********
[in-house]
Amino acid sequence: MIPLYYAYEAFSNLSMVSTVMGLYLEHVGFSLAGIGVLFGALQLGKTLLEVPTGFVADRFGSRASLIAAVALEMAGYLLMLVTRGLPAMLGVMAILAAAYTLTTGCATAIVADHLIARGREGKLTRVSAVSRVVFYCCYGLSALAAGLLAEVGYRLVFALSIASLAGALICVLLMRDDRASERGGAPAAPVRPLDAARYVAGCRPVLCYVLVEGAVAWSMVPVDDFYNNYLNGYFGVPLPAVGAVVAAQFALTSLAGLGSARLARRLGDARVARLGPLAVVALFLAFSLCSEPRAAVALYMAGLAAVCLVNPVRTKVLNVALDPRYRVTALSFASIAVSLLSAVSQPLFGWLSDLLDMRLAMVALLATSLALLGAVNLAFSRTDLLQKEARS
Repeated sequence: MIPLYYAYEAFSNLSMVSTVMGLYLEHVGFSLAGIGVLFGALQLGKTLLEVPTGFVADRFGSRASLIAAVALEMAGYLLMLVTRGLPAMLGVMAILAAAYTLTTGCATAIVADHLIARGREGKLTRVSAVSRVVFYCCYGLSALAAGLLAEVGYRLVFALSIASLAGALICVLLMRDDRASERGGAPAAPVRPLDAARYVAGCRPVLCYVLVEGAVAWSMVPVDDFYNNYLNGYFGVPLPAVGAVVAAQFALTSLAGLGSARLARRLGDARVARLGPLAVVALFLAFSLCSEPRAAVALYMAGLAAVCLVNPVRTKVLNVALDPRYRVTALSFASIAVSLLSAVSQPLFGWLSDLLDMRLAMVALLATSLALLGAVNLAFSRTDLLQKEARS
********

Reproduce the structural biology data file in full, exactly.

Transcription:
[in-house]
Amino acid sequence: MIPLYYAYEAFSNLSMVSTVMGLYLEHVGFSLAGIGVLFGALQLGKTLLEVPTGFVADRFGSRASLIAAVALEMAGYLLMLVTRGLPAMLGVMAILAAAYTLTTGCATAIVADHLIARGREGKLTRVSAVSRVVFYCCYGLSALAAGLLAEVGYRLVFALSIASLAGALICVLLMRDDRASERGGAPAAPVRPLDAARYVAGCRPVLCYVLVEGAVAWSMVPVDDFYNNYLNGYFGVPLPAVGAVVAAQFALTSLAGLGSARLARRLGDARVARLGPLAVVALFLAFSLCSEPRAAVALYMAGLAAVCLVNPVRTKVLNVALDPRYRVTALSFASIAVSLLSAVSQPLFGWLSDLLDMRLAMVALLATSLALLGAVNLAFSRTDLLQKEARS
Repeated sequence: MIPLYYAYEAFSNLSMVSTVMGLYLEHVGFSLAGIGVLFGALQLGKTLLEVPTGFVADRFGSRASLIAAVALEMAGYLLMLVTRGLPAMLGVMAILAAAYTLTTGCATAIVADHLIARGREGKLTRVSAVSRVVFYCCYGLSALAAGLLAEVGYRLVFALSIASLAGALICVLLMRDDRASERGGAPAAPVRPLDAARYVAGCRPVLCYVLVEGAVAWSMVPVDDFYNNYLNGYFGVPLPAVGAVVAAQFALTSLAGLGSARLARRLGDARVARLGPLAVVALFLAFSLCSEPRAAVALYMAGLAAVCLVNPVRTKVLNVALDPRYRVTALSFASIAVSLLSAVSQPLFGWLSDLLDMRLAMVALLATSLALLGAVNLAFSRTDLLQKEARS